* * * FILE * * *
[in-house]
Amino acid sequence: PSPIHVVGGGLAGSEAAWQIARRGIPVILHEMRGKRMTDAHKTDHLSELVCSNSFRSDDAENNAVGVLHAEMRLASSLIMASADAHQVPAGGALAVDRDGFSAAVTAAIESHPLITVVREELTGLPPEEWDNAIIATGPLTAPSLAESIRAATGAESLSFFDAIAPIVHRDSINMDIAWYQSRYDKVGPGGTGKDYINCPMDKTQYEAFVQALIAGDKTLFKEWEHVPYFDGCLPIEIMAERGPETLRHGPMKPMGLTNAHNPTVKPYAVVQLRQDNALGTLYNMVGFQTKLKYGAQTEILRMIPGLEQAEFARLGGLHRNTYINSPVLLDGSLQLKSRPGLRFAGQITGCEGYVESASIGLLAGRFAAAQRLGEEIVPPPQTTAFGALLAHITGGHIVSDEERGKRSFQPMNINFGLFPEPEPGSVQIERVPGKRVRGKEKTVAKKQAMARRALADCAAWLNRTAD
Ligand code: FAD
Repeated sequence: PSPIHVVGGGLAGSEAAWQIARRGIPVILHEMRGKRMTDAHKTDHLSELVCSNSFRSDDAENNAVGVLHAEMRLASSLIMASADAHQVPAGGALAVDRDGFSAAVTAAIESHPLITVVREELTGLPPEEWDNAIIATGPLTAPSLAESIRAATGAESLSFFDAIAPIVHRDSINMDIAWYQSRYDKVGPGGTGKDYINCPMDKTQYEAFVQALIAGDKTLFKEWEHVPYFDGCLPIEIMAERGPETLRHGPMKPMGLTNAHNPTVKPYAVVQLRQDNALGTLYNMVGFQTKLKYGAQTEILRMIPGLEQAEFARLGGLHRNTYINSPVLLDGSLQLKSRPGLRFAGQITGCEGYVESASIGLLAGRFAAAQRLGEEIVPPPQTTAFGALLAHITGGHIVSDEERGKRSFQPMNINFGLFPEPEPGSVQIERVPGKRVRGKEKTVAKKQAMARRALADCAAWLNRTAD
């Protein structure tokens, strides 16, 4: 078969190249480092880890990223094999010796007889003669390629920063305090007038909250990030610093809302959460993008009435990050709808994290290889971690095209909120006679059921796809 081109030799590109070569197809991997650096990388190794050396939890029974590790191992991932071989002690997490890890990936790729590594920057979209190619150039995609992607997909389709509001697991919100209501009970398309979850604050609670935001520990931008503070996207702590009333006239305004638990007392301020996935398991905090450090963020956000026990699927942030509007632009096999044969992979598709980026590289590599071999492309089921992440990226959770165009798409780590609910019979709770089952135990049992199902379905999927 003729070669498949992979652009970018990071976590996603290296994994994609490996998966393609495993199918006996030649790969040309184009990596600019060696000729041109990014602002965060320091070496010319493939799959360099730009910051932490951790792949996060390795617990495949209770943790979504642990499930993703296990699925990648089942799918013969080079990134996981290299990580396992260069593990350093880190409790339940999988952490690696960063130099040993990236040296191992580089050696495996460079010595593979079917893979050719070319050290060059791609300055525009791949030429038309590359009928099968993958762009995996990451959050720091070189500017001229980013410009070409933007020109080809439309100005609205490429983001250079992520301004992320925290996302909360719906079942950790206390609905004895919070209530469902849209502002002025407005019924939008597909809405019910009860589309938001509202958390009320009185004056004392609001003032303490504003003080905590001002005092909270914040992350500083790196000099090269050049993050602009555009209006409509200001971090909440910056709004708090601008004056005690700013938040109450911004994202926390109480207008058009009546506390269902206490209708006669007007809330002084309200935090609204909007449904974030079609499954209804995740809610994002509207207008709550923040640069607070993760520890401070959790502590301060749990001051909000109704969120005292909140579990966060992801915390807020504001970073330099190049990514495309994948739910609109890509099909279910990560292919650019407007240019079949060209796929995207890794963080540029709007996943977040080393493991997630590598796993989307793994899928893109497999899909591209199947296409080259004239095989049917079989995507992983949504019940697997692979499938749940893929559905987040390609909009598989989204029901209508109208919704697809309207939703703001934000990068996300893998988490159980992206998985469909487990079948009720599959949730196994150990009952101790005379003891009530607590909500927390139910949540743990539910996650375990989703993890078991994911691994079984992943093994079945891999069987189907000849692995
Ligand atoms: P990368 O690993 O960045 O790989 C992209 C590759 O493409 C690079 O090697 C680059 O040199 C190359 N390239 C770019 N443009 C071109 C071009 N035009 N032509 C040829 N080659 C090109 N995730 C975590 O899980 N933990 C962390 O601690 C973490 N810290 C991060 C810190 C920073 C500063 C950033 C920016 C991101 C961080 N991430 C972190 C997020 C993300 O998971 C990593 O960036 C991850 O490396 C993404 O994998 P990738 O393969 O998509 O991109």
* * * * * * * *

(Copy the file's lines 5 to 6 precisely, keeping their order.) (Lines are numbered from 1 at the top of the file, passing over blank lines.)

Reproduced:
């Protein structure tokens, strides 16, 4: 078969190249480092880890990223094999010796007889003669390629920063305090007038909250990030610093809302959460993008009435990050709808994290290889971690095209909120006679059921796809 081109030799590109070569197809991997650096990388190794050396939890029974590790191992991932071989002690997490890890990936790729590594920057979209190619150039995609992607997909389709509001697991919100209501009970398309979850604050609670935001520990931008503070996207702590009333006239305004638990007392301020996935398991905090450090963020956000026990699927942030509007632009096999044969992979598709980026590289590599071999492309089921992440990226959770165009798409780590609910019979709770089952135990049992199902379905999927 003729070669498949992979652009970018990071976590996603290296994994994609490996998966393609495993199918006996030649790969040309184009990596600019060696000729041109990014602002965060320091070496010319493939799959360099730009910051932490951790792949996060390795617990495949209770943790979504642990499930993703296990699925990648089942799918013969080079990134996981290299990580396992260069593990350093880190409790339940999988952490690696960063130099040993990236040296191992580089050696495996460079010595593979079917893979050719070319050290060059791609300055525009791949030429038309590359009928099968993958762009995996990451959050720091070189500017001229980013410009070409933007020109080809439309100005609205490429983001250079992520301004992320925290996302909360719906079942950790206390609905004895919070209530469902849209502002002025407005019924939008597909809405019910009860589309938001509202958390009320009185004056004392609001003032303490504003003080905590001002005092909270914040992350500083790196000099090269050049993050602009555009209006409509200001971090909440910056709004708090601008004056005690700013938040109450911004994202926390109480207008058009009546506390269902206490209708006669007007809330002084309200935090609204909007449904974030079609499954209804995740809610994002509207207008709550923040640069607070993760520890401070959790502590301060749990001051909000109704969120005292909140579990966060992801915390807020504001970073330099190049990514495309994948739910609109890509099909279910990560292919650019407007240019079949060209796929995207890794963080540029709007996943977040080393493991997630590598796993989307793994899928893109497999899909591209199947296409080259004239095989049917079989995507992983949504019940697997692979499938749940893929559905987040390609909009598989989204029901209508109208919704697809309207939703703001934000990068996300893998988490159980992206998985469909487990079948009720599959949730196994150990009952101790005379003891009530607590909500927390139910949540743990539910996650375990989703993890078991994911691994079984992943093994079945891999069987189907000849692995
Ligand atoms: P990368 O690993 O960045 O790989 C992209 C590759 O493409 C690079 O090697 C680059 O040199 C190359 N390239 C770019 N443009 C071109 C071009 N035009 N032509 C040829 N080659 C090109 N995730 C975590 O899980 N933990 C962390 O601690 C973490 N810290 C991060 C810190 C920073 C500063 C950033 C920016 C991101 C961080 N991430 C972190 C997020 C993300 O998971 C990593 O960036 C991850 O490396 C993404 O994998 P990738 O393969 O998509 O991109």